Science Uncovers What Literary Critics Have Always Known
A couple of economic researchers have proven via scientific experimentation something that artists have known for millennia: people can feel pain and have fun at the same time. At last, we have a scientific theory that explains why the torture-tastic movie Saw is so popular. Not to mention the writings of Franz Kafka.
Eduardo Andrade and Joel Cohen, both business professors interested in consumer behavior, wanted to know why people are willing to plunk down money for what they called "negative feelings," the sensations of disgust and nastiness that arise during hideous but financially successful flicks like Hostel, the Jason and Freddy franchises, and The Silence of the Lambs. It's a good question, especially if you're one of those business types who want to peddle gore to the fake bloodÃ¢â‚¬â€œloving masses. As a huge consumer of gore myself, I was immediately intrigued by the scholarly article Andrade and Cohen produced, which sums up four experiments they did with hapless undergraduates paid to watch bad horror movies and describe how this exercise made them feel. The researchers had two basic questions: Do audiences experience fear and pleasure at the same time while watching somebody get dismembered? If yes, how?
First, a word about the researchers' methods. Let it be known that they did not display discerning taste in horror movies. As a connoisseur of the genre, I'd have made those students watch Hostel, with its shocking scenes of eyeball gouging. Or perhaps 28 Days Later, with its white-knuckle zombie chase scenes. But Andrade and Cohen picked the 1973 seen-it-so-many-times-it's-no-longer-frightening flick The Exorcist and the craptastic, unscary 2004 version of Ã¢â‚¬â„¢Salem's Lot. Hey guys, call me before you do the next round of experiments, OK?
Aesthetic choices aside, the results of these movie-watching experiments were intriguing. Students were shown "scary" clips from both films and asked to rate how they felt during and after watching. Previous scholars had suggested that people who enjoy horror movies have a reduced capacity to feel fear or have fun only when the yuck is over and they leave the theater. What Andrade and Cohen found, however, was that students who loved horror movies reported nearly the same levels of fear as students who avoided these movies. Plus the horror lovers reported having fun during the movies, not just afterward. So, as I said earlier, science uncovered what literary critics have known forever: ambivalent feelings are the shit.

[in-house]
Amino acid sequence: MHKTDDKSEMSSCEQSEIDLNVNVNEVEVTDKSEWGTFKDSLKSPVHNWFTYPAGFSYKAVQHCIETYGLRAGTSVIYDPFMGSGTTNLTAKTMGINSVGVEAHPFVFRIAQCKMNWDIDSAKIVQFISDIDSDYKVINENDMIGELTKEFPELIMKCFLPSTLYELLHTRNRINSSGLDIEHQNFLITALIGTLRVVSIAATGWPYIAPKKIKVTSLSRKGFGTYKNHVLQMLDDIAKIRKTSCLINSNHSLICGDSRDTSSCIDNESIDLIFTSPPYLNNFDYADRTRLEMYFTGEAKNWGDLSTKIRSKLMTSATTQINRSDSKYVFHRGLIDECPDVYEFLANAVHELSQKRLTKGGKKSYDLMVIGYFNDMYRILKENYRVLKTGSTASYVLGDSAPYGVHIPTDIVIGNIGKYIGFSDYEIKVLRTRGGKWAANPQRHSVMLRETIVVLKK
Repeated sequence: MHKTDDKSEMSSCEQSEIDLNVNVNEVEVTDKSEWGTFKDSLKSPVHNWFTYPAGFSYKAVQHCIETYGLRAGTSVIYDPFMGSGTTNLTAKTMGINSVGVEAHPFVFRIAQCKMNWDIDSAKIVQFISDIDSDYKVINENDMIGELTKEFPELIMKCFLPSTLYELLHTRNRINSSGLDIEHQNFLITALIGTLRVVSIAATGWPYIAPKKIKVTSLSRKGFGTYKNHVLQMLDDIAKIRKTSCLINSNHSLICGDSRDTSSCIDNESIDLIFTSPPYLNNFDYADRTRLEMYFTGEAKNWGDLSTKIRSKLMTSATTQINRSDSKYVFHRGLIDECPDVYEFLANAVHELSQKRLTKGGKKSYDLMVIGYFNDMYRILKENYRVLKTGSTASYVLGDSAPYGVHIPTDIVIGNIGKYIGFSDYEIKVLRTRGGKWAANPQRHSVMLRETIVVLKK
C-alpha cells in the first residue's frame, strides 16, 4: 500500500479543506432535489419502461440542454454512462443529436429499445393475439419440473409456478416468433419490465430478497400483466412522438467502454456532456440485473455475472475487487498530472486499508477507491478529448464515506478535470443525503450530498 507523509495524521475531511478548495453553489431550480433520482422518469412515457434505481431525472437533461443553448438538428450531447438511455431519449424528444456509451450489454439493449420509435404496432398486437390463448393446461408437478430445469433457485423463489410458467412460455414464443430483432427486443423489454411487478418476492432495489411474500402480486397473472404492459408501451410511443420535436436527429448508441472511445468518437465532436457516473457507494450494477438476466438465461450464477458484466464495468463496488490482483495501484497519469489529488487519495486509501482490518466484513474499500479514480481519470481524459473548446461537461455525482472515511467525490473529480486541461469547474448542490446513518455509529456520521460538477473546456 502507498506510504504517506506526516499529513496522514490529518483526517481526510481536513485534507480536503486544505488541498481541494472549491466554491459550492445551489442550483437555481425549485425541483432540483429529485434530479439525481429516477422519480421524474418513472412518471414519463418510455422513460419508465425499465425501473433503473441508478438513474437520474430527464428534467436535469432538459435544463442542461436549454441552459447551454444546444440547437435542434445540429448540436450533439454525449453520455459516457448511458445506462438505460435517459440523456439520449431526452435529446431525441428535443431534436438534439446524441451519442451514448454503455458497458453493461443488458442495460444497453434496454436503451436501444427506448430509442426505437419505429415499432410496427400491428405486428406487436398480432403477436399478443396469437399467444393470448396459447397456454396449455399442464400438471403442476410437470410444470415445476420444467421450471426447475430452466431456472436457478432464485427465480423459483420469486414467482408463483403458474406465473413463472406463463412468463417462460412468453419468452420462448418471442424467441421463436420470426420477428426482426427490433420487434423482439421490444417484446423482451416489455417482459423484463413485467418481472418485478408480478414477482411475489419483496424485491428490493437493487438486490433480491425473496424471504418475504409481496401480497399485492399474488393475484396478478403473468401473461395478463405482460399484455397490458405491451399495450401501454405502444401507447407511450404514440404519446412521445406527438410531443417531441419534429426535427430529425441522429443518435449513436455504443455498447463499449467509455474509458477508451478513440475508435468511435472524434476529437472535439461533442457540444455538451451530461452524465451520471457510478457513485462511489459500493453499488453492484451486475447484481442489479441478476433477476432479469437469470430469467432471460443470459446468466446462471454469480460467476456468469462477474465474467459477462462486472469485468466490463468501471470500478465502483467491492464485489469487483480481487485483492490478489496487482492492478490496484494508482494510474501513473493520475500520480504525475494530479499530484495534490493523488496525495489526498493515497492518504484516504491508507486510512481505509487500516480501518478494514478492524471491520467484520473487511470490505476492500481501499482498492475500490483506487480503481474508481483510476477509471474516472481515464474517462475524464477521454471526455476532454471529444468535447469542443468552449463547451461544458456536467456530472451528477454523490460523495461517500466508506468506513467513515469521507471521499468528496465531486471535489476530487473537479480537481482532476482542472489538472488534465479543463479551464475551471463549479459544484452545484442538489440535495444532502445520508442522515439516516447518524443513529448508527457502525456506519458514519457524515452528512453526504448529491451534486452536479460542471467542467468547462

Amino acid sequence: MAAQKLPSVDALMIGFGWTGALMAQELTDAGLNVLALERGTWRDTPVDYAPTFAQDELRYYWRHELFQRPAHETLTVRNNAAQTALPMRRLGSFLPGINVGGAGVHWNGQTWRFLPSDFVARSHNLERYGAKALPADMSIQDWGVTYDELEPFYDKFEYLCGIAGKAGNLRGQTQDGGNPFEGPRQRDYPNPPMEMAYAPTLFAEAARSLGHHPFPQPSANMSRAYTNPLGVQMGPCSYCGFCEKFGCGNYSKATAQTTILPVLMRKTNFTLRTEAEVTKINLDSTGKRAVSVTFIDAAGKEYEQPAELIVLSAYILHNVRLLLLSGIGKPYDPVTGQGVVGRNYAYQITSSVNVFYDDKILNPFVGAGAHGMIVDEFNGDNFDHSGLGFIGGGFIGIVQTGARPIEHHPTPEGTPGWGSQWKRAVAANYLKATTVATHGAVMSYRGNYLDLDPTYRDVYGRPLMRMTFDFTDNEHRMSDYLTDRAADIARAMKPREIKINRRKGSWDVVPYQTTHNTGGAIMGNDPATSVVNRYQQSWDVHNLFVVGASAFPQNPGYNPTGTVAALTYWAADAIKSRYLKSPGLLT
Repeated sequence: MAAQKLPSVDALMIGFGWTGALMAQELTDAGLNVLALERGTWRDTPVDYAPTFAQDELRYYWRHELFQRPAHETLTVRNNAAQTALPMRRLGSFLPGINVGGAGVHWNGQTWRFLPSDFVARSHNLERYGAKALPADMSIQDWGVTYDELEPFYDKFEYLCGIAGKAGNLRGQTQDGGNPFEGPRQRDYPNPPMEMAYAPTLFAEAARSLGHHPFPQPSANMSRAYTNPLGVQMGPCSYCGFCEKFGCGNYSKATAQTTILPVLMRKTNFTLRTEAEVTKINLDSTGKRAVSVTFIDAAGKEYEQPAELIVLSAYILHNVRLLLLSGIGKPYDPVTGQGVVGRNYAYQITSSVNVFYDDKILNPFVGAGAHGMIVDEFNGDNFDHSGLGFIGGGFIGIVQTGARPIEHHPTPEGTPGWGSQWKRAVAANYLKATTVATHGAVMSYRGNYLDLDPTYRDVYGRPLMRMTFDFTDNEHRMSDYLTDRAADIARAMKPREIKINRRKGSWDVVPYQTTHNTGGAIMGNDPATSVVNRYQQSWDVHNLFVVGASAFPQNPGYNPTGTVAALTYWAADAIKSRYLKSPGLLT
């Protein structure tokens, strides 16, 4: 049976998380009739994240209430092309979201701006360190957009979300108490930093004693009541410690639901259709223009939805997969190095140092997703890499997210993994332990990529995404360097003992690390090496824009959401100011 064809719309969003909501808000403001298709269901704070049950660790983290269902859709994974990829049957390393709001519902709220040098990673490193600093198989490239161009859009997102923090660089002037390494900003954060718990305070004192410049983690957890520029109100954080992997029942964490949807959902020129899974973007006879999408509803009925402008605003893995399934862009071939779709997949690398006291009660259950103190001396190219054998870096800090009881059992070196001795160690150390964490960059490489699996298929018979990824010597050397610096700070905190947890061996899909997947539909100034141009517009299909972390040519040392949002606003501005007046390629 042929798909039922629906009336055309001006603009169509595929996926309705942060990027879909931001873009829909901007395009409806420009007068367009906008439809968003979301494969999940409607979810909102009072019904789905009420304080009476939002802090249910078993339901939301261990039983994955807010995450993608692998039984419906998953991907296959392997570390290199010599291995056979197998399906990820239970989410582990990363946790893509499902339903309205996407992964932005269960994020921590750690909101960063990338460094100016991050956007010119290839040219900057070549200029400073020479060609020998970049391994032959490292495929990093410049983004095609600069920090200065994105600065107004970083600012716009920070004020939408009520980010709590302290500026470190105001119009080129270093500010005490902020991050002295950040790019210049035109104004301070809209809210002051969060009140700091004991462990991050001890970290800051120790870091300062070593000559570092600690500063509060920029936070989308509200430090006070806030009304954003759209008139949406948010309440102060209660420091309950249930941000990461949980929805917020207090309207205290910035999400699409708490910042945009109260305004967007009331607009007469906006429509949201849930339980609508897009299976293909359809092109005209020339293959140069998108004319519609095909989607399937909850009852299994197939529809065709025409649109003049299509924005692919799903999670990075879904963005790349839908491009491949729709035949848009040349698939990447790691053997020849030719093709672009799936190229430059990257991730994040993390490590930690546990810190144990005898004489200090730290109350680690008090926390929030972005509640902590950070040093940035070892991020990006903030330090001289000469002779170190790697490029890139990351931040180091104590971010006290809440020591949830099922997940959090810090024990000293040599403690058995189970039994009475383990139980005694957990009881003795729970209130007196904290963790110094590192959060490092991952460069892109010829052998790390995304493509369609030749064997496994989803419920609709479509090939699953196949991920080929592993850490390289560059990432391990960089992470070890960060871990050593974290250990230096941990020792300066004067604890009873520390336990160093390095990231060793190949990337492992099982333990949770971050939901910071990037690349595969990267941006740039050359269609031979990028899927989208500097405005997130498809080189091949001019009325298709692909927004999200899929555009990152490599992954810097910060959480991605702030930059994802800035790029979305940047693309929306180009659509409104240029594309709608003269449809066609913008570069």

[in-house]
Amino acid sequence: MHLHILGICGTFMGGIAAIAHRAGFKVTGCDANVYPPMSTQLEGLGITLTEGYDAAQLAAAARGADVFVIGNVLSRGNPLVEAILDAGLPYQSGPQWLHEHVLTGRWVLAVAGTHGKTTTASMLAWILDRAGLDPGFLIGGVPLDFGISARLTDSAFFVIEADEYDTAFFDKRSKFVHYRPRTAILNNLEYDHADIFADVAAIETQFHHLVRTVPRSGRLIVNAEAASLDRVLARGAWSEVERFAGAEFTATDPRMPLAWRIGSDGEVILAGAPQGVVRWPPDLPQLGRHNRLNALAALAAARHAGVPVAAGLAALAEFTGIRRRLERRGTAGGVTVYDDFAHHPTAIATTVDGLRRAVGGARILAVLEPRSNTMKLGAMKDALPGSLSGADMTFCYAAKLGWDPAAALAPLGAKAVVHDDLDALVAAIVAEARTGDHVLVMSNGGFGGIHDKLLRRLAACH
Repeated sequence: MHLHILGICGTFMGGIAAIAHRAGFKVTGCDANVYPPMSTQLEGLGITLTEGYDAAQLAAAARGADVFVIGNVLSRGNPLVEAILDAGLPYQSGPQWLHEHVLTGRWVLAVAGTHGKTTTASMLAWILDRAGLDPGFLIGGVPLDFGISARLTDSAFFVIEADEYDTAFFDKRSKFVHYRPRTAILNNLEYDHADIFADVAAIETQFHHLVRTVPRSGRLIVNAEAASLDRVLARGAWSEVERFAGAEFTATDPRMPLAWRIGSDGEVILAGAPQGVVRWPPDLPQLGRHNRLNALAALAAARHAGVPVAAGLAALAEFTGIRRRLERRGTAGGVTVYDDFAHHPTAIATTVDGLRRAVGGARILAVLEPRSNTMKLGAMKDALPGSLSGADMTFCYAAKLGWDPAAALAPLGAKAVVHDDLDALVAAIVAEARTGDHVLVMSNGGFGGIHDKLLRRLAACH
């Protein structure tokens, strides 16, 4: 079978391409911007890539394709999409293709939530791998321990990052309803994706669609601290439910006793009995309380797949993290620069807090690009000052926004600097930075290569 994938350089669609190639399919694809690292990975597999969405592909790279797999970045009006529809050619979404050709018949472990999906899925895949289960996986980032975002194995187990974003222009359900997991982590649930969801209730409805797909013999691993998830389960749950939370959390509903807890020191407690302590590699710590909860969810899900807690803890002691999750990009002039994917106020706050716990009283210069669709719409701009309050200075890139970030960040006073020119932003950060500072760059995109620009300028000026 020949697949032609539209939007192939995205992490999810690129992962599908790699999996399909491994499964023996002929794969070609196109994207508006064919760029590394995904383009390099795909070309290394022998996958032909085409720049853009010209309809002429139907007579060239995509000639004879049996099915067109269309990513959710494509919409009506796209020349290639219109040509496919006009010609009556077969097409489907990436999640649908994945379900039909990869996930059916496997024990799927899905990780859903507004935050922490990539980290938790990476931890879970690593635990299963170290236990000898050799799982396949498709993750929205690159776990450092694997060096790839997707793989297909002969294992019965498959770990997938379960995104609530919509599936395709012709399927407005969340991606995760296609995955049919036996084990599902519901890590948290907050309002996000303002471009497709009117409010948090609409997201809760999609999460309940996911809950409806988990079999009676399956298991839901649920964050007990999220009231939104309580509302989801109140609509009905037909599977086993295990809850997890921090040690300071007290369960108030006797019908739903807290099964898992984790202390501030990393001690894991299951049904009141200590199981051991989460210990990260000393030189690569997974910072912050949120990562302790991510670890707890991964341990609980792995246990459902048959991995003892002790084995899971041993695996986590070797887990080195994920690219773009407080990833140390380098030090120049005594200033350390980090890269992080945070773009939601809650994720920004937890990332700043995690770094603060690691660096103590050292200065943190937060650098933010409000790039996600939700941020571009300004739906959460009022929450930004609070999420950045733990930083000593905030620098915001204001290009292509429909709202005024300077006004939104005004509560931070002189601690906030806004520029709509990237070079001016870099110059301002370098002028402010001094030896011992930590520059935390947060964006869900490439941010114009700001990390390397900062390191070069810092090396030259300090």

Horror movies appeal because humans like to feel grossed out and entertained pleasurably at the same time. There's a payoff in coexperiencing two conflicting emotions.
But Andrade and Cohen are careful to explain that the fun of ambivalence doesn't work for everyone and may not translate into real-world horrors. They suggest that people who enjoy the yuck-yay feeling of horror movies are masters at psychological framing and distancing. Horror viewers who have the most fun are also the ones who are most convinced that what they're watching isn't real. People who sympathize too much with tortured characters feel only horror. That also means horror fans who see real-life violence won't get a kick out of it.
The researchers proved this point by showing people horror films alongside biographies of the actors playing the main characters, constantly reminding viewers that these were just movies and the Ã¢â‚¬Å“victimsÃ¢â‚¬Â were playing roles. Even viewers who normally avoid horror movies reported that they were a lot more comfortable and had some fun when they were reminded that the action was staged.
I would argue that Andrade and Cohen's research into distancing is the key to understanding horror fans. Our pleasure in horror is not depraved -- it is purely a function of our understanding that what we're seeing isn't real. This knowledge frees us to revel in the frisson of ambivalent feelings, which are the cornerstone of art both great and small.